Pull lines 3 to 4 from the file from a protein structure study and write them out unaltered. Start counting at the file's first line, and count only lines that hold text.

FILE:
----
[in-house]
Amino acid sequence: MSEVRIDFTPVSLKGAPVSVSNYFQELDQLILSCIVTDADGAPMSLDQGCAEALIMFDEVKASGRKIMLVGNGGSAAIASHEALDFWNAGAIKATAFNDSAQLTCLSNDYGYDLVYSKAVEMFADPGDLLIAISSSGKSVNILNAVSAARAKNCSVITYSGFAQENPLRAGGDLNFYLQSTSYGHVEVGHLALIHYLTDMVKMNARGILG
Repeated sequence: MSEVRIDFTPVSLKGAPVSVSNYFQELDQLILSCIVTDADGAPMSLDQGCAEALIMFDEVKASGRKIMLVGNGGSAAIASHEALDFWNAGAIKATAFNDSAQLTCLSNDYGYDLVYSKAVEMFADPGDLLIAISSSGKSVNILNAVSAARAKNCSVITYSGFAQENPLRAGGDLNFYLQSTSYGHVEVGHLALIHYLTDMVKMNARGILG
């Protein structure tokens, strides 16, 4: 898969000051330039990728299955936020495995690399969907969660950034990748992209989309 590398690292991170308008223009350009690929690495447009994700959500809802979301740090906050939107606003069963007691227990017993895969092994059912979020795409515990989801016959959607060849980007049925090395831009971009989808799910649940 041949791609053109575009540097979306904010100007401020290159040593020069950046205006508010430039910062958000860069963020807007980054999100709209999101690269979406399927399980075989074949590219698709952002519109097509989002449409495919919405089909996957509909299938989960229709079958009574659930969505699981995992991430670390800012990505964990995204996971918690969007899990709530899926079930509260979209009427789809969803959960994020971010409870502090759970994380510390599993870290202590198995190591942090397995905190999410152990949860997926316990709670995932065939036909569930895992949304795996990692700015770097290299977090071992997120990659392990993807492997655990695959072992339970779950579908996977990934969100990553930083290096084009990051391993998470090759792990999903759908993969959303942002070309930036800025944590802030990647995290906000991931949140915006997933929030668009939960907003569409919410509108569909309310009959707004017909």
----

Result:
Repeated sequence: MSEVRIDFTPVSLKGAPVSVSNYFQELDQLILSCIVTDADGAPMSLDQGCAEALIMFDEVKASGRKIMLVGNGGSAAIASHEALDFWNAGAIKATAFNDSAQLTCLSNDYGYDLVYSKAVEMFADPGDLLIAISSSGKSVNILNAVSAARAKNCSVITYSGFAQENPLRAGGDLNFYLQSTSYGHVEVGHLALIHYLTDMVKMNARGILG
């Protein structure tokens, strides 16, 4: 898969000051330039990728299955936020495995690399969907969660950034990748992209989309 590398690292991170308008223009350009690929690495447009994700959500809802979301740090906050939107606003069963007691227990017993895969092994059912979020795409515990989801016959959607060849980007049925090395831009971009989808799910649940 041949791609053109575009540097979306904010100007401020290159040593020069950046205006508010430039910062958000860069963020807007980054999100709209999101690269979406399927399980075989074949590219698709952002519109097509989002449409495919919405089909996957509909299938989960229709079958009574659930969505699981995992991430670390800012990505964990995204996971918690969007899990709530899926079930509260979209009427789809969803959960994020971010409870502090759970994380510390599993870290202590198995190591942090397995905190999410152990949860997926316990709670995932065939036909569930895992949304795996990692700015770097290299977090071992997120990659392990993807492997655990695959072992339970779950579908996977990934969100990553930083290096084009990051391993998470090759792990999903759908993969959303942002070309930036800025944590802030990647995290906000991931949140915006997933929030668009939960907003569409919410509108569909309310009959707004017909």